|The flag of Wales|
When the Roman armies under Julius Caesar reached Wales in 55 B.C., they found themselves with a territory that was occupied by Celts. However, Roman occupation did not take place until a century later. During five centuries, Wales belonged to the Roman province of Britannia.
Later on, during the invasions of Anglo-Saxons and Vikings, the Celtic inhabitants from what nowadays is England, fled to the mountainous regions of Wales. It is in this territory that the Germanic invaders met a prolonged and ferocious resistance. Regional leaders such as Arthur (the legendary King Arthur?) fought and maintained Celtic independence from the Germanic newcomers. It is this moment in history that the Welsh began to gain a feeling of self-identity. The word "Welsh" itself was first used by the Anglo-Saxons, meaning "foreigners" or Romanized". The Celts used the word Cymru (fellow countrymen) to refer to themselves.
Nowadays, English and Welsh are the official languages of Wales. Welsh (Cymraeg) belongs to a branch of Celti an Indo-European language, and is spoken by at least half a million people within Wales and a few hundred thousand outside of the country.
|The Prince of Wales's Coat of Arms|
By the Act of Union of 1536, Wales was incorporated into England. Since then English law and government has ruled in this nation, and Cymru followed the same path as England to become part of the United Kingdom.
Wales remained a rural area until the late 18tn century, but with the beginning of the Industrial Revolution began the exploitation of iron and coal, which brought prosperity to the area. The capital of Wales, Cardiff, grew rapidly during the 19th century as a coal-exporting port, as did the rest of the cities in the southeastern part of the country. For same time Wales was one of the most important industrial areas in the world.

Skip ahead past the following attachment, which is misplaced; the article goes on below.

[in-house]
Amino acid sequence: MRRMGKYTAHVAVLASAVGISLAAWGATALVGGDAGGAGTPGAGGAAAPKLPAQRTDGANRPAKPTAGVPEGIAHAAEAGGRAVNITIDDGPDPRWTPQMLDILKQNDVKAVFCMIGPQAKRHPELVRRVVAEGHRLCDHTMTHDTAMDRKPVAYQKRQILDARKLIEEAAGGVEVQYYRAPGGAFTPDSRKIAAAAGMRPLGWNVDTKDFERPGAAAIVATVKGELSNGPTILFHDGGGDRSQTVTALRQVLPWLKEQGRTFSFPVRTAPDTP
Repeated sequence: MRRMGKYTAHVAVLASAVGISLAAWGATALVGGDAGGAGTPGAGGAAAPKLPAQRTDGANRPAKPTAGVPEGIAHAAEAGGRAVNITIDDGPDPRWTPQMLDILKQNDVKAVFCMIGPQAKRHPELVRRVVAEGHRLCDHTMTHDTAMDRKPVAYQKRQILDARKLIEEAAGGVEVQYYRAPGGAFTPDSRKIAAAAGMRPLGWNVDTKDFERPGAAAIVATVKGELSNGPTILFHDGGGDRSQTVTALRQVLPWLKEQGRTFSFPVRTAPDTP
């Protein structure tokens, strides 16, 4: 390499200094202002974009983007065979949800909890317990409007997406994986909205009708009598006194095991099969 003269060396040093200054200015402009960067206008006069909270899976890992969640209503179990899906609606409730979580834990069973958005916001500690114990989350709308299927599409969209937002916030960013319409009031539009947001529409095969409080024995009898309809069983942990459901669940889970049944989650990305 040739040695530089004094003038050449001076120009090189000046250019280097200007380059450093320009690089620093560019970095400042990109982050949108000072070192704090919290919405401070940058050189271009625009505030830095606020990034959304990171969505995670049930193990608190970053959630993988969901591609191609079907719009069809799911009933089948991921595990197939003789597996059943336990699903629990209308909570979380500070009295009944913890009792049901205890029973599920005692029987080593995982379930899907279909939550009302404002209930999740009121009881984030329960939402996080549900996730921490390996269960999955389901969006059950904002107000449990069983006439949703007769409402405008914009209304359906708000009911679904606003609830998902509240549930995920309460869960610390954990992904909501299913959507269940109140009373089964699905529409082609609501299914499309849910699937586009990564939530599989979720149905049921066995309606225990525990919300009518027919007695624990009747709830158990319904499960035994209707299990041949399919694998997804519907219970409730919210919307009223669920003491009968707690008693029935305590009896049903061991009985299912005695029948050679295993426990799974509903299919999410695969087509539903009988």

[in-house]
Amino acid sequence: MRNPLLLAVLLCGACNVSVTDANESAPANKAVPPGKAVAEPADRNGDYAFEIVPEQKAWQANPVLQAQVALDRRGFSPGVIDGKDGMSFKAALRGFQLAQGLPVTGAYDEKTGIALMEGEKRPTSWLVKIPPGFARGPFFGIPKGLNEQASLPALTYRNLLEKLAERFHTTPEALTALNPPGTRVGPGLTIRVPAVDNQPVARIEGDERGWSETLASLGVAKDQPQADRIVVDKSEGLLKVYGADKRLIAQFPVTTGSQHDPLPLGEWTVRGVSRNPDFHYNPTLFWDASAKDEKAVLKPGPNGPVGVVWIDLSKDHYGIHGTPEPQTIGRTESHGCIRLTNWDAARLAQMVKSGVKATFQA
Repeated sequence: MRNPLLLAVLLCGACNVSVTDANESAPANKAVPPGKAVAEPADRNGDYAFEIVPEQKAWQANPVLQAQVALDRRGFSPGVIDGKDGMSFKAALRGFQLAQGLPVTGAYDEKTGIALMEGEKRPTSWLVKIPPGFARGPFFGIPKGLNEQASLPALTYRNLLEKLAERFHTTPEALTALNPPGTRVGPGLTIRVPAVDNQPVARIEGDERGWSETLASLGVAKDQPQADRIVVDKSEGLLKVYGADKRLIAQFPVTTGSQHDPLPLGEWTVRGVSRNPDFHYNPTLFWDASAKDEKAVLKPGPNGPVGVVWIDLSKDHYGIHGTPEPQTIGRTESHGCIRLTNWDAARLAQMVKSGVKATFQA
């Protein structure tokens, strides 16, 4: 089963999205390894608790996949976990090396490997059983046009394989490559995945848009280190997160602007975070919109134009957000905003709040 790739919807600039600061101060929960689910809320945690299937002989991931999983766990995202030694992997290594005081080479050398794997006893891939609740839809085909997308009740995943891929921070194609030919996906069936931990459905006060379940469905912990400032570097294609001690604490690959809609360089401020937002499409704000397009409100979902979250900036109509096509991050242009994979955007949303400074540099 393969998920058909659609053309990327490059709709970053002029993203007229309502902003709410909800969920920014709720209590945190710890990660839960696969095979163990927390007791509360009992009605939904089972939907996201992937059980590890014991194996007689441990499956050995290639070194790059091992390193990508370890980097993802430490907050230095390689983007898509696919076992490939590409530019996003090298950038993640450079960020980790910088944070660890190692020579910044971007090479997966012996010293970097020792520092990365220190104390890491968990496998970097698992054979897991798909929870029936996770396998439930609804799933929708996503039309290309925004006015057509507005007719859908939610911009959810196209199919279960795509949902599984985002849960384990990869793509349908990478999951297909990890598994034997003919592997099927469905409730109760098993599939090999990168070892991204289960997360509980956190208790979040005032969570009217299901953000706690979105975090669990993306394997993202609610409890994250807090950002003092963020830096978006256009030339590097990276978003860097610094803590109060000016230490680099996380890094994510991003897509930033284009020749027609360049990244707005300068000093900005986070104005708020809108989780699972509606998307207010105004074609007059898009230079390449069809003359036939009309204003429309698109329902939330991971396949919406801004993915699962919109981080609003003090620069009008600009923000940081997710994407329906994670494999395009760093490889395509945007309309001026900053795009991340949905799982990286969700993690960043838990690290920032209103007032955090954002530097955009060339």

If you ever visit Wales, be sure to have a good look at one of its impressive medieval castles. There are over 400 castle sites in Wales, which explains why it is also known as the "Land of Castles". The majority of these fortresses were built by the Norman kings to protect themselves from Welsh frontier raids. Someone like the legendary King Arthur may have lived in one of these magnificent structures that have survived for centuries! The first allusion to King Arthur is in the Welsh poem Goddodin. According to Arthurian legend: King Arthur and the Knights of the Round Table (Lancelot, Percival, Galahad...) are now sleeping. But they will awake when Wales needs them once again. For this reason, King Arthur is known as the Once...and Future King.
THE CITY WITH THE LONGEST NAME IN THE WORLD IS IN WALES
It is called Llan-fair-pwll-gwyn-gyll-go-ger-y-chwyrn-drobwll-llan-tysiliog-ogo-goch, which means in English: The church of St. Mary, in the valley of the white hazel, near the rapid whirlpool, near the red cave of the church of St. Tysilio.